You have reached the personal website of derf / derfnull. Hi!
I enjoy fiddling with hardware and software components, building anything between low-level AVR assembler hacks and full-stack web applications, and just relaxen und watchen das blinkenlichten. Some projects I am involved with are listed here. Every now and then, I also take pictures and write blogposts about whatever is on my mind at the time.
For professional content such as publications and past work experience, please refer to my professional website.
You can reach me by E-Mail (firstname.lastname@example.org) and on IRC (derf0 @ oftc, hackint). My PGP key for E-Mail encryption is 781BB707 1C6BF648 EAEB08A1 100D5BFB 5166E005. I occasionally post stuff on Mastodon (@email@example.com).
I'm a frequent user of public transport and enjoy building API clients and web services to provide as much transit data as I can find in a structured manner. You'll also find some energy measurement utilities and assorted minor hardware hacks here.
Public Transport Websites
Public Transport CLIs
Interface to EFA-based itinerary services
> efa Essen Martinstr Düsseldorf Hbf 14:34 ab Essen Martinstr.: Bstg. 1 Straßenbahn 108 Essen Altenessen Bf Schleife 14:38 an Essen Hauptbahnhof: Bstg. 1 14:47 ab Essen Hauptbahnhof: 2 R-Bahn RE11 (RRX) Düsseldorf Hbf 15:24 an Düsseldorf Hbf: 10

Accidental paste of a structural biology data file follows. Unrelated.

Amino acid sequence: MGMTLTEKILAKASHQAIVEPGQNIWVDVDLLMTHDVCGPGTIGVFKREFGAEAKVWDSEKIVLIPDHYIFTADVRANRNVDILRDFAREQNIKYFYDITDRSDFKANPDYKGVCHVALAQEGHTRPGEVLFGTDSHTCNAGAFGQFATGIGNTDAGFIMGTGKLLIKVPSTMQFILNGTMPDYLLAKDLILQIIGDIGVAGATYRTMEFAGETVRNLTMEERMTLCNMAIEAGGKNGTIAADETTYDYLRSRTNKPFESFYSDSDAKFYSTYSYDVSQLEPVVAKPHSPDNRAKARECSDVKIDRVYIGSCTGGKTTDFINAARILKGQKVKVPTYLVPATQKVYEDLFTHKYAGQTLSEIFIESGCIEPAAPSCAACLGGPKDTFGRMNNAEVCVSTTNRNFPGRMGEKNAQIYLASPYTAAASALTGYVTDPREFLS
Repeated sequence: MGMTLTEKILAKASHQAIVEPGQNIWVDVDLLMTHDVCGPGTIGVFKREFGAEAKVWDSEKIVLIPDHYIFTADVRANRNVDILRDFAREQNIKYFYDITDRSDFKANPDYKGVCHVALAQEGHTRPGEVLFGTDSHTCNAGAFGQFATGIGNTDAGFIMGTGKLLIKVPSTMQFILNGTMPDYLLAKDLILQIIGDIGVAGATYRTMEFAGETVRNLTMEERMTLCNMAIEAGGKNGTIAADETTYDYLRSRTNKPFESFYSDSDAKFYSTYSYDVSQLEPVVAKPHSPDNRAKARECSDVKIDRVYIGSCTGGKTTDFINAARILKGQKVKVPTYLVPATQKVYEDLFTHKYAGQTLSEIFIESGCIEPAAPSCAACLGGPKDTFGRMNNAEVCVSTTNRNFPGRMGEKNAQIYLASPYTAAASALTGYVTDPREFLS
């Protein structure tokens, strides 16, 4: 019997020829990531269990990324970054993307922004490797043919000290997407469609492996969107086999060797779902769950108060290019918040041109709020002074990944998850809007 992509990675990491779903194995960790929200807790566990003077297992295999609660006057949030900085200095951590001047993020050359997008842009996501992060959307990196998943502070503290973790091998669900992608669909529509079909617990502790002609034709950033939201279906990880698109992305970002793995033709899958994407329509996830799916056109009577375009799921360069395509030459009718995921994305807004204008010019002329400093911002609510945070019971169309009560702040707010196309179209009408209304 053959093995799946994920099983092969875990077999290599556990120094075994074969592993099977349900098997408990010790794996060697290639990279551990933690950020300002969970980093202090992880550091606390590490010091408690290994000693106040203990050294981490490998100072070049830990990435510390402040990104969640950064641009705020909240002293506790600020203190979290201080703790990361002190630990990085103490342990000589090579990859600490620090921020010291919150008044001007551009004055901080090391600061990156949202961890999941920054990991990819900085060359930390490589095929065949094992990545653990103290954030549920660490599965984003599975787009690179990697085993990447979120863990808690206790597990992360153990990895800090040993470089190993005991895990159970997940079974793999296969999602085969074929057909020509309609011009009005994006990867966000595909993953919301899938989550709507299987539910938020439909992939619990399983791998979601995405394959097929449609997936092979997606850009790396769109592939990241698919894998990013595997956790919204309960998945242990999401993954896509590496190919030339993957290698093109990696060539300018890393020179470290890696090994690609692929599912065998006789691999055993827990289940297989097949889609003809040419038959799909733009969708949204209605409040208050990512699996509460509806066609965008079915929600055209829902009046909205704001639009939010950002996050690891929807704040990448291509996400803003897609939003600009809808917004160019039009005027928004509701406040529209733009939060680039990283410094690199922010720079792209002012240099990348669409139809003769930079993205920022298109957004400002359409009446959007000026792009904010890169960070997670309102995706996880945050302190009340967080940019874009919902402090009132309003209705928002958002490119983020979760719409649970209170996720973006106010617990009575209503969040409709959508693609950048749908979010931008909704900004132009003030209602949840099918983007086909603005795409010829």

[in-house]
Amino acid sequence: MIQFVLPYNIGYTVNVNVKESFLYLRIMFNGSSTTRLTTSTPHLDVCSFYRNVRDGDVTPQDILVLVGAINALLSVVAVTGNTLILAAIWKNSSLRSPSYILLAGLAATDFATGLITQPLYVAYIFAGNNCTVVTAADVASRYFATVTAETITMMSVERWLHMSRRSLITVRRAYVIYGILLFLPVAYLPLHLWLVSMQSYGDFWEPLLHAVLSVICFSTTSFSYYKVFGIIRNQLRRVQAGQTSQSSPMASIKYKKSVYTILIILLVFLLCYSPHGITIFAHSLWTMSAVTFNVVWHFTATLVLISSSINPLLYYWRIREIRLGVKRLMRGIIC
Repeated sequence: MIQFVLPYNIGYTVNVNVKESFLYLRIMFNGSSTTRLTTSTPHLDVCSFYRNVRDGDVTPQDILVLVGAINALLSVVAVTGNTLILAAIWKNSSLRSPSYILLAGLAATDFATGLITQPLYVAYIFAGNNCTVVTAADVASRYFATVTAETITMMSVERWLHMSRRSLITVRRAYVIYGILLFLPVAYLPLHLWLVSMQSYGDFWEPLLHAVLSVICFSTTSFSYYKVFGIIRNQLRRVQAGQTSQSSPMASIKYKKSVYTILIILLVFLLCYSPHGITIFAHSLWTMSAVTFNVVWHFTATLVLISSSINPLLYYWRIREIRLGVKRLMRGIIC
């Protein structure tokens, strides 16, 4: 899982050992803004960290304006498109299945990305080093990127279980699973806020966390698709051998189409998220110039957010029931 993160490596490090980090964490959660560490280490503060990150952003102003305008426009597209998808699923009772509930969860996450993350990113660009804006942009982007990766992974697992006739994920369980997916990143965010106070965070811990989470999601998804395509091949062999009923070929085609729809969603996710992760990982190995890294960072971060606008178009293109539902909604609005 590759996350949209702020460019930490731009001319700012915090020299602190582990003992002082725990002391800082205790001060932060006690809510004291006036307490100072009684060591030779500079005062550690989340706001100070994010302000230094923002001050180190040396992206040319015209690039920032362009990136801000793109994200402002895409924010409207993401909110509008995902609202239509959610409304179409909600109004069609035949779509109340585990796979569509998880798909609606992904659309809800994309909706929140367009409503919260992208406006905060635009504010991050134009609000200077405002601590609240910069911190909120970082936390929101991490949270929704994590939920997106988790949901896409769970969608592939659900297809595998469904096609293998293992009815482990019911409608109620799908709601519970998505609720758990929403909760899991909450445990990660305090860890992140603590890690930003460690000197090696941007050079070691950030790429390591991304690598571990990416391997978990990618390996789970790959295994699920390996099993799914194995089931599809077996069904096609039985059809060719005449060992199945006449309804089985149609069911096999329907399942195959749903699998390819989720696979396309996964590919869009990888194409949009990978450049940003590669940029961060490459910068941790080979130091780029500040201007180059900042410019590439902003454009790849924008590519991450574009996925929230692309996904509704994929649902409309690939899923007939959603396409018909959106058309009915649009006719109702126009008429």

Interface to Deutsche Bahn Wagon Order API
> db-wagenreihung 'Essen Hbf' 723 ▏ G ▕▏ F ▕▏ E ▕▏ D ▕▏ C ▕▏ B ▕▏ A ▕ > 39 38 37 36 35 33 32 31 29 28 27 26 25 23 22 21 >
Interface to HAFAS-based arrival/departure monitors
> hafas-m 'Hamburg Dammtor' 14:43 +45 ICE 2922 Hamburg-Altona 15:10 U 1 Ohlstedt, Hamburg 15:10 +4 Bus 112 Osterbrookplatz, Hamburg 15:10 NBE RB61 Itzehoe
Interface to the Deutsche Bahn IRIS arrival/departure monitor
> db-iris 'Dortmund Hbf' 14:38 +16 IC 2027 Passau Hbf 11 14:39 ABR RE11 Kassel-Wilhelmshöhe 8 14:41 RE 57 Winterberg(Westf) 2 └──── RE 57 Brilon Wald 2 14:41 S 5 Hagen Hbf 5 14:42 S 2 Dortmund Hbf 6 14:45 +1 RE 1 Aachen Hbf 16
Interface to URA-based realtime departure monitors
> ura-m Talbot 14:49:41 52 Aachen Bushof 15:04:47 11 Lichtenbusch 15:05:00 52 Eschweiler Bushof 15:18:00 1 Aachen Bushof 15:19:56 11 Hoengen Markt 15:35:00 1 Schevenhütte
Interface to EFA-based departure monitors
> efa-m Dortmund 'Universität S' 08:32 +1 02 445 Dortmund Am Kai 08:35 3 HB1 Dortmund Technologiezentrum 08:36 3 HB1 Dortmund Eichlinghofen H-Bahn 08:38 02 447 Dortmund Bandelstraße 08:39 2 S1 Dortmund Hbf 08:40 01 447 Dortmund Hacheney
Other CLI Software
vcs-home inspired dotfile manager
> ct a mutt mutt: retrieving package Cloning into 'mutt'... [..] created .muttrc -> /home/derf/packages/mutt/etc/muttrc
Electrocardiograph-like graphical and audible ping
> ekgping ccc.de __________^________^__________^________^______
imlib2 based image viewer
Keysight DLog Viewer
Korad KAxxxxP data logger and controller
MSP430 EnergyTrace viewer
RGB moodlight mod
8x8 LED board with audio-based programmer
DIY silicone chocolate molds
Light and power remote control
Embedded Library Operating System
ESP8266 Lua drivers for embedded devices
Tentacle candles? Sure, why not?
USB ↔ I²C adapter
embedded decompression library
I am no longer working on these projects.